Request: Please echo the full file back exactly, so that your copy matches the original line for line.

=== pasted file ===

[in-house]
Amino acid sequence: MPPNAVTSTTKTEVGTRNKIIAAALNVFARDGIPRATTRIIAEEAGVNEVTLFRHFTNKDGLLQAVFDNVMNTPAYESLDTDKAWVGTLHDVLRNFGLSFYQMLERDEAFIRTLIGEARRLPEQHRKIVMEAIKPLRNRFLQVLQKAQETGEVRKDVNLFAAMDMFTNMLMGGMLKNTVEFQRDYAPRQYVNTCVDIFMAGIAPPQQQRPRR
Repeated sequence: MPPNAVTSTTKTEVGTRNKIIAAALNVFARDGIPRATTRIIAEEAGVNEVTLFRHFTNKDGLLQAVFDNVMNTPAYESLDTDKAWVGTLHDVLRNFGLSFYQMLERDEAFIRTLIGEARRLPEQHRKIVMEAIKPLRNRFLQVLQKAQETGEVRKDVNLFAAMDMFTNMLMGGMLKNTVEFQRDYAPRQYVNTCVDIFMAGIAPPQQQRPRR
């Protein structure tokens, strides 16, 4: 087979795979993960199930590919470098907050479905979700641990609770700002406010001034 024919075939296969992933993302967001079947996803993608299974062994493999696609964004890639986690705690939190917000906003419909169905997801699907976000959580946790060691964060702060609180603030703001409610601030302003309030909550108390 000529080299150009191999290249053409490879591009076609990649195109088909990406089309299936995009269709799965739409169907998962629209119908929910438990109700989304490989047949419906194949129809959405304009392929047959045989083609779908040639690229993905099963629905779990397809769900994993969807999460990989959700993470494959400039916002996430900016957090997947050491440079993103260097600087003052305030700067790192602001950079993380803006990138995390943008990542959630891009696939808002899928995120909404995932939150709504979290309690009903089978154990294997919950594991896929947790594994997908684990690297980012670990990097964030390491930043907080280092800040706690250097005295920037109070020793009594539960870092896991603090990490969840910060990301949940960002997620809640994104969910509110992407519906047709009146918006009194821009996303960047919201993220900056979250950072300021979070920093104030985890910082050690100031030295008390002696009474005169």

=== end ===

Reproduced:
[in-house]
Amino acid sequence: MPPNAVTSTTKTEVGTRNKIIAAALNVFARDGIPRATTRIIAEEAGVNEVTLFRHFTNKDGLLQAVFDNVMNTPAYESLDTDKAWVGTLHDVLRNFGLSFYQMLERDEAFIRTLIGEARRLPEQHRKIVMEAIKPLRNRFLQVLQKAQETGEVRKDVNLFAAMDMFTNMLMGGMLKNTVEFQRDYAPRQYVNTCVDIFMAGIAPPQQQRPRR
Repeated sequence: MPPNAVTSTTKTEVGTRNKIIAAALNVFARDGIPRATTRIIAEEAGVNEVTLFRHFTNKDGLLQAVFDNVMNTPAYESLDTDKAWVGTLHDVLRNFGLSFYQMLERDEAFIRTLIGEARRLPEQHRKIVMEAIKPLRNRFLQVLQKAQETGEVRKDVNLFAAMDMFTNMLMGGMLKNTVEFQRDYAPRQYVNTCVDIFMAGIAPPQQQRPRR
């Protein structure tokens, strides 16, 4: 087979795979993960199930590919470098907050479905979700641990609770700002406010001034 024919075939296969992933993302967001079947996803993608299974062994493999696609964004890639986690705690939190917000906003419909169905997801699907976000959580946790060691964060702060609180603030703001409610601030302003309030909550108390 000529080299150009191999290249053409490879591009076609990649195109088909990406089309299936995009269709799965739409169907998962629209119908929910438990109700989304490989047949419906194949129809959405304009392929047959045989083609779908040639690229993905099963629905779990397809769900994993969807999460990989959700993470494959400039916002996430900016957090997947050491440079993103260097600087003052305030700067790192602001950079993380803006990138995390943008990542959630891009696939808002899928995120909404995932939150709504979290309690009903089978154990294997919950594991896929947790594994997908684990690297980012670990990097964030390491930043907080280092800040706690250097005295920037109070020793009594539960870092896991603090990490969840910060990301949940960002997620809640994104969910509110992407519906047709009146918006009194821009996303960047919201993220900056979250950072300021979070920093104030985890910082050690100031030295008390002696009474005169």